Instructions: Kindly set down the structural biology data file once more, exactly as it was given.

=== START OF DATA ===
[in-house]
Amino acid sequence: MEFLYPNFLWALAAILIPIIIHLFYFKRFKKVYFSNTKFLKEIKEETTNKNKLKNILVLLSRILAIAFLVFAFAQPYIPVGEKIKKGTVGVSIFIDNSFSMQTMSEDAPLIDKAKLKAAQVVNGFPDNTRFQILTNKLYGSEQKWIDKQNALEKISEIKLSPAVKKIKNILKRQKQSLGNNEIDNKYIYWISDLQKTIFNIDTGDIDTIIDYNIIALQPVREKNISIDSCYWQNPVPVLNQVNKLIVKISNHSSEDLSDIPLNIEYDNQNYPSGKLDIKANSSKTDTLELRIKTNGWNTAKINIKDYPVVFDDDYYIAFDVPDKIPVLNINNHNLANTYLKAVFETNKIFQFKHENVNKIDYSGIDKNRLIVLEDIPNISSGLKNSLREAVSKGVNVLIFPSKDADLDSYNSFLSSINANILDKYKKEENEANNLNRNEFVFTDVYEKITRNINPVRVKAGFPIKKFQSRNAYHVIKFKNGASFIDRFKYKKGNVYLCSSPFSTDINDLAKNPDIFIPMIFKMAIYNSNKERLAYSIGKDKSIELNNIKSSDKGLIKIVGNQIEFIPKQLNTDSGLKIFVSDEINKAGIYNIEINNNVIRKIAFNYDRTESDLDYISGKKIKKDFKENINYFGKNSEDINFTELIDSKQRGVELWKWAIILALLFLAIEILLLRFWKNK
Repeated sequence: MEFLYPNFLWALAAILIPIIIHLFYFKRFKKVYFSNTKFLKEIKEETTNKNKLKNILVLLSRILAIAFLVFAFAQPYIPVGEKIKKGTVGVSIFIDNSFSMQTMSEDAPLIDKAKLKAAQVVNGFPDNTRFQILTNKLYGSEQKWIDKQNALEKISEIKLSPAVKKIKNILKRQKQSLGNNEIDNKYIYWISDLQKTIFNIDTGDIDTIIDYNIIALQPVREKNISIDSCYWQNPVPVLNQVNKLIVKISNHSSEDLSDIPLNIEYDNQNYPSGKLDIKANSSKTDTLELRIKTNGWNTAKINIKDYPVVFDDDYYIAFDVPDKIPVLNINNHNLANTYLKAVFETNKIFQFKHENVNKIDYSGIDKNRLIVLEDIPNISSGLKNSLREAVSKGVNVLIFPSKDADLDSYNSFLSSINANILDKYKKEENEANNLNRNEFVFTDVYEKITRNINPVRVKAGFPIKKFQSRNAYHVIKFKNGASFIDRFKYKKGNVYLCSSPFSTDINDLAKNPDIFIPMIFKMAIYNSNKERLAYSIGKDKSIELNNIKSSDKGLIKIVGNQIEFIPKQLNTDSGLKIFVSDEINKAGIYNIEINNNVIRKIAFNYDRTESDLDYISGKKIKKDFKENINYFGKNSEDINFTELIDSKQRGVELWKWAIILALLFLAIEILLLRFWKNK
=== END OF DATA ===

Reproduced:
[in-house]
Amino acid sequence: MEFLYPNFLWALAAILIPIIIHLFYFKRFKKVYFSNTKFLKEIKEETTNKNKLKNILVLLSRILAIAFLVFAFAQPYIPVGEKIKKGTVGVSIFIDNSFSMQTMSEDAPLIDKAKLKAAQVVNGFPDNTRFQILTNKLYGSEQKWIDKQNALEKISEIKLSPAVKKIKNILKRQKQSLGNNEIDNKYIYWISDLQKTIFNIDTGDIDTIIDYNIIALQPVREKNISIDSCYWQNPVPVLNQVNKLIVKISNHSSEDLSDIPLNIEYDNQNYPSGKLDIKANSSKTDTLELRIKTNGWNTAKINIKDYPVVFDDDYYIAFDVPDKIPVLNINNHNLANTYLKAVFETNKIFQFKHENVNKIDYSGIDKNRLIVLEDIPNISSGLKNSLREAVSKGVNVLIFPSKDADLDSYNSFLSSINANILDKYKKEENEANNLNRNEFVFTDVYEKITRNINPVRVKAGFPIKKFQSRNAYHVIKFKNGASFIDRFKYKKGNVYLCSSPFSTDINDLAKNPDIFIPMIFKMAIYNSNKERLAYSIGKDKSIELNNIKSSDKGLIKIVGNQIEFIPKQLNTDSGLKIFVSDEINKAGIYNIEINNNVIRKIAFNYDRTESDLDYISGKKIKKDFKENINYFGKNSEDINFTELIDSKQRGVELWKWAIILALLFLAIEILLLRFWKNK
Repeated sequence: MEFLYPNFLWALAAILIPIIIHLFYFKRFKKVYFSNTKFLKEIKEETTNKNKLKNILVLLSRILAIAFLVFAFAQPYIPVGEKIKKGTVGVSIFIDNSFSMQTMSEDAPLIDKAKLKAAQVVNGFPDNTRFQILTNKLYGSEQKWIDKQNALEKISEIKLSPAVKKIKNILKRQKQSLGNNEIDNKYIYWISDLQKTIFNIDTGDIDTIIDYNIIALQPVREKNISIDSCYWQNPVPVLNQVNKLIVKISNHSSEDLSDIPLNIEYDNQNYPSGKLDIKANSSKTDTLELRIKTNGWNTAKINIKDYPVVFDDDYYIAFDVPDKIPVLNINNHNLANTYLKAVFETNKIFQFKHENVNKIDYSGIDKNRLIVLEDIPNISSGLKNSLREAVSKGVNVLIFPSKDADLDSYNSFLSSINANILDKYKKEENEANNLNRNEFVFTDVYEKITRNINPVRVKAGFPIKKFQSRNAYHVIKFKNGASFIDRFKYKKGNVYLCSSPFSTDINDLAKNPDIFIPMIFKMAIYNSNKERLAYSIGKDKSIELNNIKSSDKGLIKIVGNQIEFIPKQLNTDSGLKIFVSDEINKAGIYNIEINNNVIRKIAFNYDRTESDLDYISGKKIKKDFKENINYFGKNSEDINFTELIDSKQRGVELWKWAIILALLFLAIEILLLRFWKNK